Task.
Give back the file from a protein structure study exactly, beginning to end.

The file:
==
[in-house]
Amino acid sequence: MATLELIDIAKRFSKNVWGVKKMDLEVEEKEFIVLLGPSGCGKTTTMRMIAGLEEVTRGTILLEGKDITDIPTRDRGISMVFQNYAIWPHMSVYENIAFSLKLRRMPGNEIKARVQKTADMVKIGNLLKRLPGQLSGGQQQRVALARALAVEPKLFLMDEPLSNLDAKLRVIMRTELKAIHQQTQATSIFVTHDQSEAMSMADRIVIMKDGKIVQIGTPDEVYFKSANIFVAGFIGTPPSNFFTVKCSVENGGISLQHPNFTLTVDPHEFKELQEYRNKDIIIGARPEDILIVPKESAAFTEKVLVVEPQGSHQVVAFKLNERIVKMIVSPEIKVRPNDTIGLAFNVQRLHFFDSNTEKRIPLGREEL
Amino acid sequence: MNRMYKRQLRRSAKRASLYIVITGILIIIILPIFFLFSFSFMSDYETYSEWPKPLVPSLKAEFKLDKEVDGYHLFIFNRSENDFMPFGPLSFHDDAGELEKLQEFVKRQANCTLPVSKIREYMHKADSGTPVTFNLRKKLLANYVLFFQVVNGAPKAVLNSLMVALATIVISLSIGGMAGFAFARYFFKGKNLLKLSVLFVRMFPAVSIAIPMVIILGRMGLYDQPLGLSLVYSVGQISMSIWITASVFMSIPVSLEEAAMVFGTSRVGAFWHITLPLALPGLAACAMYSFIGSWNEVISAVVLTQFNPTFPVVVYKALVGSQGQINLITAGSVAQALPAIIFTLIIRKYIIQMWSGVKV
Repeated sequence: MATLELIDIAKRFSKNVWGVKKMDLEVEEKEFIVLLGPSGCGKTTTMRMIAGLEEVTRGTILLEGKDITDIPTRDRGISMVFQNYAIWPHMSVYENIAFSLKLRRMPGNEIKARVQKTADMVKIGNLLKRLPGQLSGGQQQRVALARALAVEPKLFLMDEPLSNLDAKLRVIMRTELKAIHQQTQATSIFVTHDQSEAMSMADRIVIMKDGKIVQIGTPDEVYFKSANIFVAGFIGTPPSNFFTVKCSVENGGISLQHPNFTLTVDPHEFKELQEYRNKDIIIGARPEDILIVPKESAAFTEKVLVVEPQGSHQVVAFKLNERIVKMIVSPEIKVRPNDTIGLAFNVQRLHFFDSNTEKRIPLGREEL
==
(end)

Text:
[in-house]
Amino acid sequence: MATLELIDIAKRFSKNVWGVKKMDLEVEEKEFIVLLGPSGCGKTTTMRMIAGLEEVTRGTILLEGKDITDIPTRDRGISMVFQNYAIWPHMSVYENIAFSLKLRRMPGNEIKARVQKTADMVKIGNLLKRLPGQLSGGQQQRVALARALAVEPKLFLMDEPLSNLDAKLRVIMRTELKAIHQQTQATSIFVTHDQSEAMSMADRIVIMKDGKIVQIGTPDEVYFKSANIFVAGFIGTPPSNFFTVKCSVENGGISLQHPNFTLTVDPHEFKELQEYRNKDIIIGARPEDILIVPKESAAFTEKVLVVEPQGSHQVVAFKLNERIVKMIVSPEIKVRPNDTIGLAFNVQRLHFFDSNTEKRIPLGREEL
Amino acid sequence: MNRMYKRQLRRSAKRASLYIVITGILIIIILPIFFLFSFSFMSDYETYSEWPKPLVPSLKAEFKLDKEVDGYHLFIFNRSENDFMPFGPLSFHDDAGELEKLQEFVKRQANCTLPVSKIREYMHKADSGTPVTFNLRKKLLANYVLFFQVVNGAPKAVLNSLMVALATIVISLSIGGMAGFAFARYFFKGKNLLKLSVLFVRMFPAVSIAIPMVIILGRMGLYDQPLGLSLVYSVGQISMSIWITASVFMSIPVSLEEAAMVFGTSRVGAFWHITLPLALPGLAACAMYSFIGSWNEVISAVVLTQFNPTFPVVVYKALVGSQGQINLITAGSVAQALPAIIFTLIIRKYIIQMWSGVKV
Repeated sequence: MATLELIDIAKRFSKNVWGVKKMDLEVEEKEFIVLLGPSGCGKTTTMRMIAGLEEVTRGTILLEGKDITDIPTRDRGISMVFQNYAIWPHMSVYENIAFSLKLRRMPGNEIKARVQKTADMVKIGNLLKRLPGQLSGGQQQRVALARALAVEPKLFLMDEPLSNLDAKLRVIMRTELKAIHQQTQATSIFVTHDQSEAMSMADRIVIMKDGKIVQIGTPDEVYFKSANIFVAGFIGTPPSNFFTVKCSVENGGISLQHPNFTLTVDPHEFKELQEYRNKDIIIGARPEDILIVPKESAAFTEKVLVVEPQGSHQVVAFKLNERIVKMIVSPEIKVRPNDTIGLAFNVQRLHFFDSNTEKRIPLGREEL